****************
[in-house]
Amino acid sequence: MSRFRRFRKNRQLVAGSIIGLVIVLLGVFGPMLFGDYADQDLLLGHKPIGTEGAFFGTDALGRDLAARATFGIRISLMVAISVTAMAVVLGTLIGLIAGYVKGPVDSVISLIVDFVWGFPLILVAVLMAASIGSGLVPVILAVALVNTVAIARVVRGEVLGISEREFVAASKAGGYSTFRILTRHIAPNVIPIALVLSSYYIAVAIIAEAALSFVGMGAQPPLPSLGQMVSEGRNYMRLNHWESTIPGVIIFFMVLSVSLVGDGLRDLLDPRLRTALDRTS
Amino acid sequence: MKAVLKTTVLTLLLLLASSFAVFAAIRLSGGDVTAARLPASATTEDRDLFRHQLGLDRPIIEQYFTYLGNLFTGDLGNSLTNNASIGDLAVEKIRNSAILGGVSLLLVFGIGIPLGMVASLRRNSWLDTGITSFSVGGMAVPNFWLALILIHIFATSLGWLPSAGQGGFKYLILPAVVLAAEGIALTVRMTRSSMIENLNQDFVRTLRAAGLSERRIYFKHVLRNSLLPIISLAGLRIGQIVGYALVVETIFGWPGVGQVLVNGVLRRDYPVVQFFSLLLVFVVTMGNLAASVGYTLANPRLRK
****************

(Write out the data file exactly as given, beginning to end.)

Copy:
[in-house]
Amino acid sequence: MSRFRRFRKNRQLVAGSIIGLVIVLLGVFGPMLFGDYADQDLLLGHKPIGTEGAFFGTDALGRDLAARATFGIRISLMVAISVTAMAVVLGTLIGLIAGYVKGPVDSVISLIVDFVWGFPLILVAVLMAASIGSGLVPVILAVALVNTVAIARVVRGEVLGISEREFVAASKAGGYSTFRILTRHIAPNVIPIALVLSSYYIAVAIIAEAALSFVGMGAQPPLPSLGQMVSEGRNYMRLNHWESTIPGVIIFFMVLSVSLVGDGLRDLLDPRLRTALDRTS
Amino acid sequence: MKAVLKTTVLTLLLLLASSFAVFAAIRLSGGDVTAARLPASATTEDRDLFRHQLGLDRPIIEQYFTYLGNLFTGDLGNSLTNNASIGDLAVEKIRNSAILGGVSLLLVFGIGIPLGMVASLRRNSWLDTGITSFSVGGMAVPNFWLALILIHIFATSLGWLPSAGQGGFKYLILPAVVLAAEGIALTVRMTRSSMIENLNQDFVRTLRAAGLSERRIYFKHVLRNSLLPIISLAGLRIGQIVGYALVVETIFGWPGVGQVLVNGVLRRDYPVVQFFSLLLVFVVTMGNLAASVGYTLANPRLRK